The OIE Observatory is an ambitious project largely unprecedented among IOs. Based on the diagnostic of the current state of play in the OIE, the OECD study provides recommendations related to the objectives of the Observatory, the definition of its scope, and its operational modalities as described below. These build on the broad range of relevant IO experiences as reflected in the IO Partnership, and have been tailored to the OIE standards and governance structure.

copy the linklink copied!Key recommendations

Setting the objectives of the Observatory

Given the nature of OIE standards and existing data collection mechanisms, the Observatory should focus on two complementary objectives:

  • Identifying Members’ capacity development needs and successful practices in implementing OIE standards

  • Enhancing the standard-setting process through evidence-based assessment of the actual use of OIE standards.

Defining the scope of the Observatory

  • Continue to map the OIE standards that are already the object of data collection. This involves identifying the following aspects of the existing collection mechanisms: the connection with the underlying OIE standards; the geographic coverage; the frequency of the collected information; the nature of information; the level of availability of the information and the level of the validation of the information.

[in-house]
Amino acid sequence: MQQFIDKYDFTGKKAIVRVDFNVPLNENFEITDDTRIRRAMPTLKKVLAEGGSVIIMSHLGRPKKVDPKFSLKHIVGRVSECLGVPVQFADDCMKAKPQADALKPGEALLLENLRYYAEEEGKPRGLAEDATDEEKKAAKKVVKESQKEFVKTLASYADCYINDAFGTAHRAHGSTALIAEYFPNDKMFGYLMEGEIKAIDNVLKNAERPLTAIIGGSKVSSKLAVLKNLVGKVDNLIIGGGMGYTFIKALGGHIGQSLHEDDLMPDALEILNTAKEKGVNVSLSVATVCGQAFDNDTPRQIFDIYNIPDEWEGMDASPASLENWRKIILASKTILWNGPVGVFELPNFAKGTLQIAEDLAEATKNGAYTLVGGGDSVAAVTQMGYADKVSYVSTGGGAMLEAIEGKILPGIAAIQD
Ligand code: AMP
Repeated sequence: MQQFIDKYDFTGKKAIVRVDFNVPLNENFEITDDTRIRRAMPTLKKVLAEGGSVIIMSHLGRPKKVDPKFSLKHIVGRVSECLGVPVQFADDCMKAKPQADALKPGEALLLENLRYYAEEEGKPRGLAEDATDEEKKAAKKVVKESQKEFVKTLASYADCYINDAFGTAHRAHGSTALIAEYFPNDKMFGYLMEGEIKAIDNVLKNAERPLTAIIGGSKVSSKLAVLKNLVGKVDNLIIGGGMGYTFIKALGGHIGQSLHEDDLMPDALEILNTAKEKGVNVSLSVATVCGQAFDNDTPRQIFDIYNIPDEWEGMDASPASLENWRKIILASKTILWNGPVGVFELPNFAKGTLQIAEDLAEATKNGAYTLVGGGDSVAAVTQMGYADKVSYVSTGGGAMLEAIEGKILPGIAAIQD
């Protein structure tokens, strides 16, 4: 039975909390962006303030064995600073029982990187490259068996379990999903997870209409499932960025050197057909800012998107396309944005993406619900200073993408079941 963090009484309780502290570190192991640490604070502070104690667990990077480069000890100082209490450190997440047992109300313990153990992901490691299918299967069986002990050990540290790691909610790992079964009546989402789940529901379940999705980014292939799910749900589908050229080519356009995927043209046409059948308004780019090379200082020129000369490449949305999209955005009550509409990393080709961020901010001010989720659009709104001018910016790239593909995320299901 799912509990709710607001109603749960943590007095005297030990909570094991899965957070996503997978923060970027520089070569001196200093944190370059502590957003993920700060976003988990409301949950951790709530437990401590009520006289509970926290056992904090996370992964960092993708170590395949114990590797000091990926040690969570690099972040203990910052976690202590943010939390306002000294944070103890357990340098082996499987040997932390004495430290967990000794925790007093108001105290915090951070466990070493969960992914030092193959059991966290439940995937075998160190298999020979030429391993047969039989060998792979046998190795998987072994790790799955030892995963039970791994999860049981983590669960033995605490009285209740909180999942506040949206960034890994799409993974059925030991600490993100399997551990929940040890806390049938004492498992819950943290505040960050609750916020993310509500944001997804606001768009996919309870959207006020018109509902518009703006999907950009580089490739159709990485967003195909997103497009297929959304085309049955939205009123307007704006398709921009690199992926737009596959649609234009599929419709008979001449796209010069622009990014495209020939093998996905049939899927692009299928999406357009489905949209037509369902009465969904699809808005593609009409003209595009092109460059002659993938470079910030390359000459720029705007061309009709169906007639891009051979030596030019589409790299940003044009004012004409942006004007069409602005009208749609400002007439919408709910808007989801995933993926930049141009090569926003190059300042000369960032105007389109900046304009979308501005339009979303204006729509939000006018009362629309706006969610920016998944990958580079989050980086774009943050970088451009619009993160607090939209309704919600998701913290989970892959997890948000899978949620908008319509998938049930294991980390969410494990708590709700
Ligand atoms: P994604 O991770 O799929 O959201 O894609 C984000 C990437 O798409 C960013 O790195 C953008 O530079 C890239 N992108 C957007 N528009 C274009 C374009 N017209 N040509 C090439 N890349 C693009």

• Start by focusing on the implementation of OIE standards (mostly from the Terrestrial and Aquatic Codes) that already benefit from data coverage.

  • As the Observatory consolidates its working methods, data collection and analytical capacity, and establishes its credibility, gradually expand the scope of OIE standards included.

  • Continue analysing Members’ practices in implementing OIE standards and their contribution to achieving the organisation’s objectives.

  • Systematise, standardise and expand existing sources of information.

  • Co-operate with FAO, WTO, EU to make better use of their data and cross check information collected by the OIE.

Deciding the operational modalities

  • Define the key outputs of the Observatory, including the level and detail of information, its availability in a user-friendly database and in analytical reports.

  • Endow the Observatory with adequate resources.

  • Locate the Observatory strategically to ensure that it delivers on its key objectives – by benefitting from strong connection with the information sources and the standard-setting process, as well as autonomy to carry out relevant analysis.

  • Highlight transparency as a key underlying principle of the Observatory’s activities.

  • Establish mechanisms to benefit from stakeholder inputs and contributions, including academia, other international organisations, experts and civil society.

  • Define the role of Members.


This document, as well as any data and map included herein, are without prejudice to the status of or sovereignty over any territory, to the delimitation of international frontiers and boundaries and to the name of any territory, city or area.

The statistical data for Israel are supplied by and under the responsibility of the relevant Israeli authorities. The use of such data by the OECD is without prejudice to the status of the Golan Heights, East Jerusalem and Israeli settlements in the West Bank under the terms of international law.